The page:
Monday, June 2, 2014

One Licensing System

One Licensing System
Roy Elkins

Roy Elkins on the RIAA proposal

Recently, I read an article posted in written by Glenn Peoples. His article stated that the RIAA is proposing to modernize the music licensing system in the US. Lots of ideas for change are proposed in this article, but the one that intrigues me the most is the suggestion to bundle all of the rights into one licensing system. This is not a new idea, but probably new in the hallways at the RIAA. Most other western countries adopted this strategy years ago and because the labels and the publishers really struggle with one another, the US has lagged behind. I agree with the RIAA that this is the right direction.

They also suggest a royalty from terrestrial radio to the artists and labels. I have always found it strange that while the songwriters and publishers receive performance royalties from radio airplay, the artists and labels don’t.  So many of the great singers, who don’t write, do not receive one dime from radio play.  Being primarily a songwriter, I really shouldn’t be making this argument, but this is the right direction as well.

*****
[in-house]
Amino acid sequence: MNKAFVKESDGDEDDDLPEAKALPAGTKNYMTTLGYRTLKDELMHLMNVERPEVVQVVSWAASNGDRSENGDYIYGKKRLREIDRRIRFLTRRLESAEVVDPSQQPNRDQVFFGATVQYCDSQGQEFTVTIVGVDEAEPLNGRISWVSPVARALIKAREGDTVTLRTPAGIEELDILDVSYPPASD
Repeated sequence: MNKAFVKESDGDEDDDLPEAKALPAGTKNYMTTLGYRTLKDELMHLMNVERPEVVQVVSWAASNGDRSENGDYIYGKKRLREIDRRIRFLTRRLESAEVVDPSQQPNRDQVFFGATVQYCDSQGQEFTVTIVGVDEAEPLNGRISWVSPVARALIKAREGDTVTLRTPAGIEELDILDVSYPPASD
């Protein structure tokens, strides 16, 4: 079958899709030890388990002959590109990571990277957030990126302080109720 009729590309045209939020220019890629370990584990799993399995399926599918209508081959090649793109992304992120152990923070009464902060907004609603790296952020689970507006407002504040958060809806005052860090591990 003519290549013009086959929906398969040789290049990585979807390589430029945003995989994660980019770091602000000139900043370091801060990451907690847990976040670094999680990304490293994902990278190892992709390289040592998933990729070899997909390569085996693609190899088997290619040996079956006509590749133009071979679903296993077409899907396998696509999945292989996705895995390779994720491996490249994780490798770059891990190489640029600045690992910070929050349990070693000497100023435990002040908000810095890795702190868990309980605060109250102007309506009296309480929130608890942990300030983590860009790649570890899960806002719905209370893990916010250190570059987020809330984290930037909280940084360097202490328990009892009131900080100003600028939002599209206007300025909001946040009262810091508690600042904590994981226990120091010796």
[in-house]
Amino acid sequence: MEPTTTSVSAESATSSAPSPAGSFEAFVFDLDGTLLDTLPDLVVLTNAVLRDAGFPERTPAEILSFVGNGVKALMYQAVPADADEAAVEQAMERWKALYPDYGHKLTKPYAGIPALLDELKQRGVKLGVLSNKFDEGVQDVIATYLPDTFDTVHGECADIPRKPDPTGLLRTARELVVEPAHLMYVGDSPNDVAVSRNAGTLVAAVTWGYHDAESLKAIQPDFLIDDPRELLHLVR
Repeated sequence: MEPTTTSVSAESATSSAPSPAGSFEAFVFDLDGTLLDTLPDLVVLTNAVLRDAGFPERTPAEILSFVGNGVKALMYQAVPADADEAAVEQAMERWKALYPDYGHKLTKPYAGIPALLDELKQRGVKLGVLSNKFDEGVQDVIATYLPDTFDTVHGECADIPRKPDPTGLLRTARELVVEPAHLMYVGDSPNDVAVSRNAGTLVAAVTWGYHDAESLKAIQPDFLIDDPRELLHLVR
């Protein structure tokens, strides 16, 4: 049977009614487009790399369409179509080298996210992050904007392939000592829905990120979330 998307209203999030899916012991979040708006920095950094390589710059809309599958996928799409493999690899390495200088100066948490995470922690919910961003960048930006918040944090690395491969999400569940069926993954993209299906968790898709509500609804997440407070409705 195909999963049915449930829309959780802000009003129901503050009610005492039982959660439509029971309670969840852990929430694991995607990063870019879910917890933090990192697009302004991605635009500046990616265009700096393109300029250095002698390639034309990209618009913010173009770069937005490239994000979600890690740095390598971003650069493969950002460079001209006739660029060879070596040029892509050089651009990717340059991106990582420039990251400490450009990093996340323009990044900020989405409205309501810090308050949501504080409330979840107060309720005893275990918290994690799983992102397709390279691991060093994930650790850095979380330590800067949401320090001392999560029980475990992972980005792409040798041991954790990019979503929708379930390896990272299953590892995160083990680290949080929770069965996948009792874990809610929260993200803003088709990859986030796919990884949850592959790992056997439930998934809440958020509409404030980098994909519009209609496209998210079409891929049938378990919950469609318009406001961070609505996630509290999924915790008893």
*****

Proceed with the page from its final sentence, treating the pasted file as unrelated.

At the same time I find it bizarre that the artists and labels receive a much larger rate from the streaming services than the writers and publishers. That doesn’t seem quite fair either. Without the song, there is no artist.

While download sales are flat and only be replaced by streaming radio, serious action has to be taken. I would hope that they remove any fixed rate and enable the etailers/services to pay a fairer percentage of the revenue, rather than the statutory rates that are currently creating stalemates.  In some cases that has happened, but as long as one fixed rate remains, the future of digital media is in question. I have always believed that if music was more available at a lower price, transactions would go through the roof and everyone would make more money.

I don’t claim to be an expert on these topics, especially the legal side, just an observer who hopes all artists, songwriters, labels and publishers get their fair share in the future, and at the same time fans and licensees can easily afford to acquire the content.  The RIAA is headed in the right direction, hopefully others will jump on board and support their efforts.

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